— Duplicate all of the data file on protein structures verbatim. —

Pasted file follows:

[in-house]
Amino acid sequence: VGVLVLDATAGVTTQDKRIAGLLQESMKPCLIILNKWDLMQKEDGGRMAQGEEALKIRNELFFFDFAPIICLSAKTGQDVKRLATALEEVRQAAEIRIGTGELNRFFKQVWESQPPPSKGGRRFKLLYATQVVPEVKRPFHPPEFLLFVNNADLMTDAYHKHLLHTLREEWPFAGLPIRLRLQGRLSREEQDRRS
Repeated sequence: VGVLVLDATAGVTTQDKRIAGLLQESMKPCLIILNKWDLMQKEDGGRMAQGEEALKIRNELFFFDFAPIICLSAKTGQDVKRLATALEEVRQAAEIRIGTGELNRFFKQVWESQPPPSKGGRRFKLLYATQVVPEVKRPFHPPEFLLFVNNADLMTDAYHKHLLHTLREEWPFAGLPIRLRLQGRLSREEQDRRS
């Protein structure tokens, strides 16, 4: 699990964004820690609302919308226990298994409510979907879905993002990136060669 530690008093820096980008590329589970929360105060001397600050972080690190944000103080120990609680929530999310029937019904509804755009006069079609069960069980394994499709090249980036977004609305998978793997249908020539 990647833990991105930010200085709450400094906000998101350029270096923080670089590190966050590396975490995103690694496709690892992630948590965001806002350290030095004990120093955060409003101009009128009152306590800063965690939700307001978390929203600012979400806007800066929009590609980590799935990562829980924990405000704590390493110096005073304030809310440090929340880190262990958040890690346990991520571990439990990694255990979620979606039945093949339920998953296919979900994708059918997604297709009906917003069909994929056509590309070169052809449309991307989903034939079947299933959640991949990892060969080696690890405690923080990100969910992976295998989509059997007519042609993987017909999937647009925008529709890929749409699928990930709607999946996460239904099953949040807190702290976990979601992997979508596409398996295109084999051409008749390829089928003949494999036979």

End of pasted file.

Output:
[in-house]
Amino acid sequence: VGVLVLDATAGVTTQDKRIAGLLQESMKPCLIILNKWDLMQKEDGGRMAQGEEALKIRNELFFFDFAPIICLSAKTGQDVKRLATALEEVRQAAEIRIGTGELNRFFKQVWESQPPPSKGGRRFKLLYATQVVPEVKRPFHPPEFLLFVNNADLMTDAYHKHLLHTLREEWPFAGLPIRLRLQGRLSREEQDRRS
Repeated sequence: VGVLVLDATAGVTTQDKRIAGLLQESMKPCLIILNKWDLMQKEDGGRMAQGEEALKIRNELFFFDFAPIICLSAKTGQDVKRLATALEEVRQAAEIRIGTGELNRFFKQVWESQPPPSKGGRRFKLLYATQVVPEVKRPFHPPEFLLFVNNADLMTDAYHKHLLHTLREEWPFAGLPIRLRLQGRLSREEQDRRS
């Protein structure tokens, strides 16, 4: 699990964004820690609302919308226990298994409510979907879905993002990136060669 530690008093820096980008590329589970929360105060001397600050972080690190944000103080120990609680929530999310029937019904509804755009006069079609069960069980394994499709090249980036977004609305998978793997249908020539 990647833990991105930010200085709450400094906000998101350029270096923080670089590190966050590396975490995103690694496709690892992630948590965001806002350290030095004990120093955060409003101009009128009152306590800063965690939700307001978390929203600012979400806007800066929009590609980590799935990562829980924990405000704590390493110096005073304030809310440090929340880190262990958040890690346990991520571990439990990694255990979620979606039945093949339920998953296919979900994708059918997604297709009906917003069909994929056509590309070169052809449309991307989903034939079947299933959640991949990892060969080696690890405690923080990100969910992976295998989509059997007519042609993987017909999937647009925008529709890929749409699928990930709607999946996460239904099953949040807190702290976990979601992997979508596409398996295109084999051409008749390829089928003949494999036979």